After several visits with the therapists and continued speech therapy, we were told our son most likely has SPD (sensory processing disorder). From there, things got really challenging. It was as if once he was informally diagnosed, his SPD really took control over our lives. We found ourselves trapped in our home most days afraid of throwing him off his schedule. We found ourselves not welcome at our church anymore as they said he was "just too much to handle". We grew tired and fatigued from nights of sitting awake with him as he screamed for hours and threw his body against walls and hid in corners pulling his hair out. We found ourselves having little to no time to be with our other two children as Hudson needed 98% of our attention all day and night. We found ourselves afraid to make plans with friends and family because he couldn't handle the unexpected change to his schedule. Thanksgiving holiday sent him into a three week sleepless, screaming, head banging depression.
We were right in the thick of SPD and feeling pretty hopeless during that time. But we are gaining tons of progress now. We are managing his SPD fairly well now and the breakdowns are happening a lot less often. It's taken time, patience, love, and understanding to get through these challenges.
For those who have never heard of SPD, here is a little breakdown:
Web MD definition: Sensory processing disorder is a condition in which the brain has trouble receiving and responding to information that comes in through the senses. The condition used to be called sensory integrationdysfunction.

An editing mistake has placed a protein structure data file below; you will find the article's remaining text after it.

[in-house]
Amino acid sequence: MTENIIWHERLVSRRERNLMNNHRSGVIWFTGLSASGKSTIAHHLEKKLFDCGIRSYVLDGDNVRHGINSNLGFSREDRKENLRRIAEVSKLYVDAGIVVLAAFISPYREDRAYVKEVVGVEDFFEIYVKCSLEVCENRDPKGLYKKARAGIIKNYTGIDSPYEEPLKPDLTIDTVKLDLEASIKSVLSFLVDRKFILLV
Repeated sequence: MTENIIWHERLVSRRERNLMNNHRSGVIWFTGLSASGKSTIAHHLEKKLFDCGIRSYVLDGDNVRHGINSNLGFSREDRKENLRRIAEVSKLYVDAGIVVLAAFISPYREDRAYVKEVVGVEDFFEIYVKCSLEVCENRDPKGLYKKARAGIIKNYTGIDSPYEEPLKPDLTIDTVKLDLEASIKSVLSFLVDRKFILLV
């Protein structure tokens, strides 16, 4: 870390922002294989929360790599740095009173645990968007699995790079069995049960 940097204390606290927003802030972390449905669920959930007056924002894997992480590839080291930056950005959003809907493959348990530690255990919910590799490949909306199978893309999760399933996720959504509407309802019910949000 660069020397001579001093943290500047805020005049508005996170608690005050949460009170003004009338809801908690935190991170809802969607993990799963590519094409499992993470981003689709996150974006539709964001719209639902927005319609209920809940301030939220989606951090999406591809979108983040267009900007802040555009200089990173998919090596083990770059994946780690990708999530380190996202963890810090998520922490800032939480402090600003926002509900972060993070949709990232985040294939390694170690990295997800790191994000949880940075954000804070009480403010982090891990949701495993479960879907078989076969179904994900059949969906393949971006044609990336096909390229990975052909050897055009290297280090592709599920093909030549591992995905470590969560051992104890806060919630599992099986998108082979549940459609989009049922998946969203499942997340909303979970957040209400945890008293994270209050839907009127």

SPD Foundation says: Occupational therapist and neuroscientist A. Jean Ayres, PhD, likened SPD to a neurological "traffic jam" that prevents certain parts of the brain from receiving the information needed to interpret sensory information correctly. A person with SPD finds it difficult to process and act upon information received through the senses, which creates challenges in performing countless everyday tasks. Motor clumsiness, behavioral problems, anxiety, depression, school failure, and other impacts may result if the disorder is not treated effectively.
Our personal defintion: Hudson has a hard time taking in too many sounds, sights, smells, tastes, and feelings in his environment. He also struggles with social cues and has difficulty understanding his boundaries with others. He is overwhelmed with the stress of trying to sort out all these feelings all the time and can explode with anxiety if not properly managed.
It was exhausting. It IS exhausting. And yes, we have our hands full. We have good weeks and bad weeks. He makes me feel like the luckiest mom in the world and he makes me feel like the worst. Sometimes we have our act together and days go perfectly smooth and others we are a mess and it feels like we haven't left the house for days.
We have come a long way from where we started with this journey to where we are now. We are learning more about his needs every day and managing it better. We are teaching him to self regulate and find better ways to manage his anxiety. We still have those days though. The days where we are just a hot mess and simple errands turn into disasters. And with no avail, some one always makes a comment to me when we are out in public in the midst of a challenge (sometimes good natured and sometimes not). He can appear like he's too much to handle sometimes - and maybe he is. But I trust that God put him in our hands for a reason. We are the best two people to take care of him. We were chosen for him.
This is just the beginning of a conversation I would like to have more of with my readers. Sometimes (okay, all the time) social media can make things look like life is so perfect. But we all have struggles. We all face challenges. I hope that by sharing a little more about our story, that it can help someone else.
For all the mother's of SPD or ASD kiddos, I hope you have a beautiful and smooth Mother's Day with no meltdowns and no worries. I hope you get a moment for yourself because you deserve that! For all mom's out there, struggling with challenges or not, I just simply want to applaud you for what you do. It's not always easy. I know you have your hands full. But if you had a free hand, I would like to give you a big high five!! You are doing great!